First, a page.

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Milia syringoma

Milia are tiny white bumps that form at the base of the hair follicle. Debris and dead skin are collected in the pores, resulting in the clogged bump.

What are milia?

Milia are what occurs when sebum and dead skin cells become trapped in the outer layers of the skin. After a while, they keratinize, meaning that they gather keratin and then harden. We are not angry at keratin as keratin is an essential structural protein of the skin, and keratin looks out for our skin all of the time. It is just that, in this instance, keratin is the culprit of the physical bump.


What do milia look like?

Milia are the type of pearl you don’t necessarily want near your face. They are usually small, round little bumps and they are completely benign. They look a little bit like a regular whitehead but further into the skin and usually are not accompanied by the ring of redness that a whitehead would be. You are likely to get them in multiples, rather than one milium (yes, that is the word for the singular form).

Different types of milia?

Milia, like most things in life, come in many forms. You have neonatal milia, which affects nearly half of newborn babies and is most commonly found on the nose. Neonatal milia usually disappear within a few weeks of your baby being born, so there is no need to worry.

Primary milia affect both children and adults and are most likely to affect the eye region, cheeks, and forehead. This type of milia can also heal itself and spontaneously disappear, but some are more stubborn than others and may need a bit of a push (or an excision, to be precise, but more on that later).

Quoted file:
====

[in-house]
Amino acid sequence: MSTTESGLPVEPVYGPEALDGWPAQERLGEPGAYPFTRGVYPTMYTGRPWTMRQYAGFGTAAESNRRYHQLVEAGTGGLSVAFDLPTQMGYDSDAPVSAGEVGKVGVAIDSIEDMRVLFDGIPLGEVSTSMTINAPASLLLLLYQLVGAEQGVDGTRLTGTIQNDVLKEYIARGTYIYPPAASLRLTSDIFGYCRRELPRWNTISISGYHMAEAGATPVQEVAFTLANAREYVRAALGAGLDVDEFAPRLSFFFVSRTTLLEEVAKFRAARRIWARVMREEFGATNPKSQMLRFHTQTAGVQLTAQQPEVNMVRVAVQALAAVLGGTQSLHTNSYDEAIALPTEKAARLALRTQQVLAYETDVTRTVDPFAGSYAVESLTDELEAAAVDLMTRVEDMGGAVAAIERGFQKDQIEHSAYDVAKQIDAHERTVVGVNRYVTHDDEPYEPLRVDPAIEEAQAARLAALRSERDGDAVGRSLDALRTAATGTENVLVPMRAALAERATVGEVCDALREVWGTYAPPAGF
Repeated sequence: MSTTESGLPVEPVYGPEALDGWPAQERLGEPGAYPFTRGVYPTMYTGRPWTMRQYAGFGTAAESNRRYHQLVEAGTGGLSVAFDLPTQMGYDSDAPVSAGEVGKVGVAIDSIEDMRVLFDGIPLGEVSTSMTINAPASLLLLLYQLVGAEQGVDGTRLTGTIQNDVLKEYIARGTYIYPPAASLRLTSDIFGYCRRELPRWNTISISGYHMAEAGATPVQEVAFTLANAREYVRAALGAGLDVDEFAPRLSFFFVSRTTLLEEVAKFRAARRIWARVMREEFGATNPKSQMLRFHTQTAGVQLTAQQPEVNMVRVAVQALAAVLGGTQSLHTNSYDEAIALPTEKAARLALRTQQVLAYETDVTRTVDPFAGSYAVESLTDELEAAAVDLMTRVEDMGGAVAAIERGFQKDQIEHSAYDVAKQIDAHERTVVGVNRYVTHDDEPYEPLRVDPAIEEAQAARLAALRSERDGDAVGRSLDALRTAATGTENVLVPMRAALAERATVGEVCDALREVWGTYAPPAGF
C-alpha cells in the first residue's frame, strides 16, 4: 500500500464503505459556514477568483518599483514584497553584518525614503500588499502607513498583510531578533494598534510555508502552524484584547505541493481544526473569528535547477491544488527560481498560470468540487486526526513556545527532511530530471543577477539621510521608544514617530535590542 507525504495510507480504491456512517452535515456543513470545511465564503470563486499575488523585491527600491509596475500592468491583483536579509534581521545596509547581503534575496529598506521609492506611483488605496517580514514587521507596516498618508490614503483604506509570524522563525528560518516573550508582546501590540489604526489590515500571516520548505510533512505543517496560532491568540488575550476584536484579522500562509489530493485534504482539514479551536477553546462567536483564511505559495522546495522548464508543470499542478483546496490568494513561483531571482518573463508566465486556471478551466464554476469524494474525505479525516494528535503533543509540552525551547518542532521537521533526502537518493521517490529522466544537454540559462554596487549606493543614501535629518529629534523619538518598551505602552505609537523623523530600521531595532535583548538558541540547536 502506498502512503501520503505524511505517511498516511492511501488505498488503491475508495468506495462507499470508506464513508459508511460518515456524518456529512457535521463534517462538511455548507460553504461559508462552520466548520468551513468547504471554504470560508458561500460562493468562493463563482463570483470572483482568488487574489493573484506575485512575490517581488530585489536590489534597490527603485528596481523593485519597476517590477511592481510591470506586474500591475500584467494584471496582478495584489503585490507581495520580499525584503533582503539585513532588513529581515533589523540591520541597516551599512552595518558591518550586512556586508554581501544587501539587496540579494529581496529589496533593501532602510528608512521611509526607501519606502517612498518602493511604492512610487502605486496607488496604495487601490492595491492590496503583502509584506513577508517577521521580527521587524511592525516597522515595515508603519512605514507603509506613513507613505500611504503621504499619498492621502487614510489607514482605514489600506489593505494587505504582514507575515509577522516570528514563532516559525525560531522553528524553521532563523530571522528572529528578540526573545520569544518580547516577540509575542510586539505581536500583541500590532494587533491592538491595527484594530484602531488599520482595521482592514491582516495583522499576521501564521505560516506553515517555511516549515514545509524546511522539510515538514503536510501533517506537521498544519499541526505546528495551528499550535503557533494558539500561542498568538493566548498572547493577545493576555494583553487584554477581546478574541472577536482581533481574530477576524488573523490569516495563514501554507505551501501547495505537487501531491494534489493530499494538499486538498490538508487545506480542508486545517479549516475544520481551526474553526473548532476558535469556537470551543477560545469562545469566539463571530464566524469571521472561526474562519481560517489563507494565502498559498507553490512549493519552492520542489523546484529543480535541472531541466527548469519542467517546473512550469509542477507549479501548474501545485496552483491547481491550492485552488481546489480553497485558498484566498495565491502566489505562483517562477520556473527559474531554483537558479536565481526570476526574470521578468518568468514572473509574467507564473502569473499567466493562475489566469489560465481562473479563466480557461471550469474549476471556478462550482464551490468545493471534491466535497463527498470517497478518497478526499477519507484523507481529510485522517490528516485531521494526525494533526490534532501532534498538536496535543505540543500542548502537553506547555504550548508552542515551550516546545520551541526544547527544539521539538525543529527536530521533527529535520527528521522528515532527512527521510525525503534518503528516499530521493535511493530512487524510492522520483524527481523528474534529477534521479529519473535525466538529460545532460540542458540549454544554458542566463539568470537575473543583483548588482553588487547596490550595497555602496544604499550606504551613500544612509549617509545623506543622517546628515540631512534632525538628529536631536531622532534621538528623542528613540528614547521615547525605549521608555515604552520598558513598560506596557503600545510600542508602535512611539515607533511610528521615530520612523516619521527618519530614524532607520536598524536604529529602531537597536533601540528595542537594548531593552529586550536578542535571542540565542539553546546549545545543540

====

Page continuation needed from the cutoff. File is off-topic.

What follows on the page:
Juvenile milia are milia that are caused by hereditary disorders such as Gardner syndrome or nevoid basal cell carcinoma syndrome.

If you have a plaque (a type of skin lesion) that is covered in multiple milia, this is called milia en plaque. You are most likely to find this type of milia behind the ears, around the cheek and jaw area or on the eyelid.

Multiple eruptive milia are the name for a rare skin condition in which the sufferer gets repetitive bouts of sometimes itchy patches of milia for a period of time. It can disappear completely on its own, and it is known to occur in those who have just finished cancer treatment.

If you have recently had a skin-related injury, such as a burn or wound, you may develop traumatic milia, which, as you can guess from the name, can happen at the site of skin trauma.

Interestingly, you can also get milia after using topical medication, such as steroid creams!

Can milia be prevented?

Seeing as milia forms for practically no reason, you may feel a little bit disheartened. Some believe it has to do with makeup and eye creams, or that milia are down to dry skin, but I do not believe this to be true – I have oily skin and still get milia!

On the inside:

Some nutritionists believe there to be a link between vitamin A and omega deficiency and the development of milia. Although there isn’t a lot of scientific basis behind it, there is no harm in giving vitamin A and omega supplements a go and seeing if it prevents milia from forming for you. Vitamin A and omegas are fabulous for skin health as they help with the skin’s cell turnover and hydration. I’d personally be a fan of Advanced Nutrition Programme Skin Omegas+ and Skin Vit A+.

On the outside:

Keeping the skin well-exfoliated may stop the build-up of dead skin cells that lead to the formation of milia. Products that include acids are the best for exfoliation, ie. lactic acid, glycolic acid, salicylic acid.

If you get a lot of milia, retinol or retinoids may be a good shout. These vitamin-A-derived ingredients speed up the rate of cell renewal so that dead skin cells are being shed a little bit faster, thus leaving none to become trapped and collect keratin. I’d be inclined to tell people to steer clear of retinols or retinoids unless deemed absolutely necessary, as it can be a relatively harsh treatment.

It is a very common belief that using a lot of products that are too heavy for your particular skin is what causes milia, as it clogs the pore. Seeing as milia does not stem from the pore, I do not think this is necessarily gospel.

How do I get rid of milia?

When it comes to milia, prevention cannot be guaranteed. It is one of those things in the skindustry that isn’t fully understood! However, the one thing that will definitely get rid of your milia is having them professionally lanced.